A more creative sentence might confine her to a special unit in which she was only allowed to communicate in Kurdish. She would be denied pantyhose in case she hanged herself with it.
Leyla Zana, a Kurdish member of the Turkish Parliament,
smuggled this article out of prison into the hands of the world’s
press on the eve of her trial for treason in December 1994.
This Thursday, seven other Kurdish members of Turkey’s Parliament and I risk the death penalty when the State Security Court returns its verdict in our case. What crimes have we committed to warrant such punishment from a court established by the military dictatorship in 1980? Just one: bearing witness to the Kurdish people’s immense tragedy in Turkey.
For 70 years the Kurds’ very existence has been denied and their language, identity and culture banned. This has involved rural depopulation and destruction of Kurdish villages, forests and traditional society.
Turkey’s human-rights minister acknowledged that in the past two years the Army has evacuated and destroyed at least 1,390 Kurdish villages. Some two million Kurds have been displaced, a dozen towns depopulated and five to six million Kurds forced into western Turkey by state terror and economic collapse because of a war now in its eleventh year.
Elected in 1991 by Kurds to represent and defend their interests and aspirations, we obviously could not remain silent. Our duty as legislators was to speak out, explore all paths to end this frightful war, which has torn our country asunder, and seek a peaceful settlement for Turkey’s 15 million Kurds in a framework of democracy and existing frontiers.
To speak freely in a country ruled by an anti-democratic constitution and laws imposed by military dictatorship is risky, even for legislators. Death squads have killed more than 2,000 political and human-rights activists uninvolved in the fighting.
Among them were 82 activists of our Kurdish Democratic Party and 34 journalists and newspaper distributors. Such is the price for challenging the official, military version of events. For similar reasons 106 journalists, academics and writers are imprisoned. My husband, Mehdi Zana, a former mayor of the main Kurdish city of Diyarbakir, spent 15 years in prison for speaking out; now he is back serving a four-year jail term for testifying before the European Parliament.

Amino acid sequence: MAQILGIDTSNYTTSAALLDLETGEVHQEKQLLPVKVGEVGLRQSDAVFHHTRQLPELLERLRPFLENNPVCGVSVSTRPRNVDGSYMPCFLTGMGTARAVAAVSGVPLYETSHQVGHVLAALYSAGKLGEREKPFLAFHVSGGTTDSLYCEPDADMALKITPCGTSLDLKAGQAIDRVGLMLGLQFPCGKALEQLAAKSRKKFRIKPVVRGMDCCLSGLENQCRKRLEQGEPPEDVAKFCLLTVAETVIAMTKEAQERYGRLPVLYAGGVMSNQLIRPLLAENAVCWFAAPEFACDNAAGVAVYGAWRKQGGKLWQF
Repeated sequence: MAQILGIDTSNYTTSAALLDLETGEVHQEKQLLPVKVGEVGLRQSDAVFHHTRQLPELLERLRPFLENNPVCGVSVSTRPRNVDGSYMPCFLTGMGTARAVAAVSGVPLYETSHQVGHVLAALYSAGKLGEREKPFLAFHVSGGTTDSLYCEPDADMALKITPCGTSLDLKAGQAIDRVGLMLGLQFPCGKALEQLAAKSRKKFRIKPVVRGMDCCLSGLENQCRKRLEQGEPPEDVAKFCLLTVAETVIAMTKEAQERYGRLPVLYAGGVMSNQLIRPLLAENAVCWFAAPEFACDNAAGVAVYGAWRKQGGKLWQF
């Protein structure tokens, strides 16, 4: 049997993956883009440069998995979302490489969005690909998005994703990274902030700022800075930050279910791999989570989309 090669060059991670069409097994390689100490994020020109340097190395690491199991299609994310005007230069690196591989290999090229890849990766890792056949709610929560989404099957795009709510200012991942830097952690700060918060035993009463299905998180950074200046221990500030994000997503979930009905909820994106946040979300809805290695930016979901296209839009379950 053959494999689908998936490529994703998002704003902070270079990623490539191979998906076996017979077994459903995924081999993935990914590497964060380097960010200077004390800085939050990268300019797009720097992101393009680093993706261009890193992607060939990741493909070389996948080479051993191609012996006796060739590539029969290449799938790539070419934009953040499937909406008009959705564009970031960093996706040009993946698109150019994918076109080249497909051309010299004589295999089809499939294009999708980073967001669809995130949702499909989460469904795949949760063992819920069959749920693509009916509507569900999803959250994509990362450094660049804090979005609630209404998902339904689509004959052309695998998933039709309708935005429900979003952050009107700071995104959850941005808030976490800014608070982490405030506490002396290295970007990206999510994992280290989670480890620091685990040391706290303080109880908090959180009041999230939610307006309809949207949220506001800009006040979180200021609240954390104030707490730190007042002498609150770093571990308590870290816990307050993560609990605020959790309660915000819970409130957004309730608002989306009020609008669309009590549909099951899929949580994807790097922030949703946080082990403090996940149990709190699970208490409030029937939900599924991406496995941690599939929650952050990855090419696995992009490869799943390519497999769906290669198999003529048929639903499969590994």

I myself barely escaped two attempts on my life. I have been jailed since 5 March, charged with such ‘crimes’ as testifying before the US Congress’s Helsinki Commission and the Carnegie Endowment for International Peace, speaking on European television and uttering a phrase in Kurdish in Turkey’s Parliament celebrating Kurdish-Turkish friendship. My colleagues are on trial on similar charges.
Our Kafkaesque trial has provided an exemplary insight into Turkish political and legal absurdities. The prosecution ordered us to be held in preventive detention. Five months later, Ankara’s State Security Court in five sessions refused our requests to confront prosecution witnesses and call defence witnesses and experts.
Observer missions from international nongovernmental organizations, the European Parliament and the Council of Europe concluded that we were on trial solely for expressing our views. That is unacceptable in a democratic state of law. They recommended that we be freed and given back our parliamentary seats.
Prime Minister Tansu Çiller has said the Kurds have brainwashed Western governments. Officials suspect that these nongovernmental organizations are crypto-terrorist, and have banned even Amnesty International.
The authorities are prisoners of out-of-date nationalism and are paranoid about ‘Kurdish separatism’. Kurdish legislators make perfect scapegoats for modern Turkey’s most serious economic, political, social and moral crisis. This absurd war has cost more than 15,000 lives and devours almost half the budget. That is why the military leaders want to calm public opinion with a few token Kurdish victims.
I am 33. For 14 years I have lived with persecution and seen friends tortured or killed for wanting to live in peace and democracy with Turks on the sole condition that they respect Kurds’ identity and culture. I have two children, a husband and many dear friends. I love life. But my passion for justice for my people, who are suffering for dignity and freedom, is greater. What value is a life of slavery, humiliation and contempt for what you hold dearest – your identity? I will not knuckle under to Turkey’s inquisition.
Beyond my fate, I am concerned about the Kurdish and Turkish peoples. Turkey will not settle the problem of its 15 million Kurds by sending eight legislators to the gallows. Turkish extremism risks provoking a general catastrophe for both peoples and for the West, which counts on Turkey as a forward base in a strategically important region.